Full Board Review

“Full board” or “Full board meeting” refers to a convened meeting of an institutional review board (IRB) where research applications are reviewed. Enough IRB members attend to achieve quorum and per regulatory requirements, at least one member who is a nonscientist is always present to discuss and vote on agenda items at a meeting. Scientific members with the necessary expertise and qualifications to review research will be present. If research with prisoners as participants will be reviewed, a prisoner advocate is also in attendance.

The IRB members discuss the study and make determinations about the risk level of studies and whether to approve, require changes to secure approval, defer to another meeting or deny research proposals. If any other determinations are required, for example, significant risk device determinations for device studies or whether an IND application is needed for a drug study, the board will also vote on these items at the meeting. After the meeting, IRB staff communicates the results of the discussion to study teams, usually within 24 hours.

IRB members reviewing studies that qualify for expedited review can decide that full board review is appropriate for any reason, however, some applications and studies are more likely to require full board review.

Situations that make full board review more likely:

  • Studies involving drugs.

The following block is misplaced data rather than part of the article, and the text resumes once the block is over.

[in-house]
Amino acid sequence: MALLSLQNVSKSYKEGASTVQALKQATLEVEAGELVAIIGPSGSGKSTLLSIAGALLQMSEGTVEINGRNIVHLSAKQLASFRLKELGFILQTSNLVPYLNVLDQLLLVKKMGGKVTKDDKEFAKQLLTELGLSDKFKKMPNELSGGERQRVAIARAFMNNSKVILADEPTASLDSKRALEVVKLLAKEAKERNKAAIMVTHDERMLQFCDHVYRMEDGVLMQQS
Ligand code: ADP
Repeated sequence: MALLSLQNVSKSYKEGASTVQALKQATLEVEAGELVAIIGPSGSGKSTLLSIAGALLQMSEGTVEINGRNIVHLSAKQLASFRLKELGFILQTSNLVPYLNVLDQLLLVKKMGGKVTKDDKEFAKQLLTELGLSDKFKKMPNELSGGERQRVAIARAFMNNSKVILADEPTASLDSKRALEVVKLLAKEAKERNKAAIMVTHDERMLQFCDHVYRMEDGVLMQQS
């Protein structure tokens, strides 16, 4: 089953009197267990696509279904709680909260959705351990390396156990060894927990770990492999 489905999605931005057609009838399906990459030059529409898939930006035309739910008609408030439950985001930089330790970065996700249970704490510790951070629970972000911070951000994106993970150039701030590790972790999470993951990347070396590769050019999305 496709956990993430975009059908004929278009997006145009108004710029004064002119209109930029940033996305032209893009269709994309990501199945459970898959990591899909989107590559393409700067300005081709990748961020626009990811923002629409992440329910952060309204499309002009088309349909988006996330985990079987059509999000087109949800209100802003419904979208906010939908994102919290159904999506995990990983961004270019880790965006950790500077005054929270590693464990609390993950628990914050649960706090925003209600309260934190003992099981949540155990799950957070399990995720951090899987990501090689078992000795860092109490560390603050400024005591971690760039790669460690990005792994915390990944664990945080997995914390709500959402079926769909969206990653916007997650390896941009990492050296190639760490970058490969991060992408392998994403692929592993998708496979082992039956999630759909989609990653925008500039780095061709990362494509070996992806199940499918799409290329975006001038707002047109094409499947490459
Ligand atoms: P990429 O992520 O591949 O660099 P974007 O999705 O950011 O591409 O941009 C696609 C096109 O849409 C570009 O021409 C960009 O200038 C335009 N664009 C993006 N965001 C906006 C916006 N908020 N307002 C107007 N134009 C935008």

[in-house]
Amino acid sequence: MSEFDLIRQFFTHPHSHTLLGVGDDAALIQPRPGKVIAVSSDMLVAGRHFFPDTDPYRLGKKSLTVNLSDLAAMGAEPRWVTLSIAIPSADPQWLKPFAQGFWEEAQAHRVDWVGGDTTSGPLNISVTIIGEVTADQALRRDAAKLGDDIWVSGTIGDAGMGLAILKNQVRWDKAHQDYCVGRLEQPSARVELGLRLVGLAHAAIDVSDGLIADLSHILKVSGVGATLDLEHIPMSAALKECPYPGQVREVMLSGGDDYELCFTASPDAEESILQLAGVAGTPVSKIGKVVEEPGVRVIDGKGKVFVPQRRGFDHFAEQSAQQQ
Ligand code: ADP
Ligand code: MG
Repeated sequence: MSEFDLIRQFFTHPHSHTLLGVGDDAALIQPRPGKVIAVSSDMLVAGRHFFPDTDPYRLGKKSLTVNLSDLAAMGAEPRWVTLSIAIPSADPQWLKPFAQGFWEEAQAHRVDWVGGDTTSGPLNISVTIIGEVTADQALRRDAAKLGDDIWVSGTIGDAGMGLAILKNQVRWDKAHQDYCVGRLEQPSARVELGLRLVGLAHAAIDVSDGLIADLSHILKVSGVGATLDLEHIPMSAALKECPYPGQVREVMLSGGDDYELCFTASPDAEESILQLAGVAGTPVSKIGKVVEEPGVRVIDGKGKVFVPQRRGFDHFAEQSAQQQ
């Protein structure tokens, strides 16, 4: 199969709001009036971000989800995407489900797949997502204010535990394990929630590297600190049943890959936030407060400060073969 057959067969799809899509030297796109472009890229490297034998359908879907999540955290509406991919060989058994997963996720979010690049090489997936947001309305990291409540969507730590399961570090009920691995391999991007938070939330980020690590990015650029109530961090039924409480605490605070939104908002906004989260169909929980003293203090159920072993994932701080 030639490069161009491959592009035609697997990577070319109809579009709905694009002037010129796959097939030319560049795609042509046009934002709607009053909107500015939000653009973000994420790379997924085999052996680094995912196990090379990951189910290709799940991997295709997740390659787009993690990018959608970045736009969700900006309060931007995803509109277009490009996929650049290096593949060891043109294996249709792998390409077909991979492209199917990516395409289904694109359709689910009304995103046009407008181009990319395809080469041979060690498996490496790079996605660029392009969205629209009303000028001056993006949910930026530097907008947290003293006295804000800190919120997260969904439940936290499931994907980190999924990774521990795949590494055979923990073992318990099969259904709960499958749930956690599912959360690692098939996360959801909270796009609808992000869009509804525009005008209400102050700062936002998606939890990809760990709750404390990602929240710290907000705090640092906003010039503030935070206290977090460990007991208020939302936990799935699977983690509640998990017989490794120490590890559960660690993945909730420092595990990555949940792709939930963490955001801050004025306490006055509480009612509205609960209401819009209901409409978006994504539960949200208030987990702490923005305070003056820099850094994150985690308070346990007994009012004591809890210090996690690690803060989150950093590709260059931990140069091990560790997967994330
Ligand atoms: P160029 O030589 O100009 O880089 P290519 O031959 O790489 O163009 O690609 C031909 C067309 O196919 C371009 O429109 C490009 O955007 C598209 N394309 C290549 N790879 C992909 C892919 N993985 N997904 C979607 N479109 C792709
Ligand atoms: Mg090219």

• Studies involving medical devices.
  • Substantial modifications to research that has already received a greater than minimal risk determination by the board.
  • Continuing review of research that has been determined to be greater than minimal risk by the board.
  • Studies that necessitate collection of data on sensitive topics that if disclosed outside of the research context, could create negative consequences for a participant legally, financially or for their reputation.

No. The process for submitting any study to the Georgetown IRB involves staff and IRB members selecting the appropriate level of review for all studies.

IRB members must have adequate time to review applications. Please see individual committee webpages to access the schedule of meetings and deadlines for each board. Submitting on time allows the IRB staff time to work with you to ensure completeness and accuracy of the application prior to the board making determinations about approval, modifications required to secure approval, deferment etc… The submission deadlines selected for each board are intended to ensure that IRB members will have at least one week to conduct their review prior to a meeting where a study will be discussed.

For studies involving GHUCCTS or CRU resources please note that full board studies will likely need SEPCOM approval prior to being reviewed at a full board GHUCCTS committee meeting.  [LINK TO SEPCOM REVIEW FIGURE HERE]

Ensuring that your application clearly demonstrates to individuals not involved in the project how the study will be conducted when recruiting, consenting, collecting data and storing data will assist the IRB during their review. IRB members should be able to have a clear understanding of the timeline of events for a participant in any specific condition of a study from their initial recruitment through completion of the study. Whether a new study or a modification, maintaining consistency between protocols and consent forms will also reduce the need for edits. Although the board has many different members with various scientific and nonscientific backgrounds, spelling out scientific acronyms can help prevent confusion to those outside of your area of expertise that will discuss your study at a board meeting.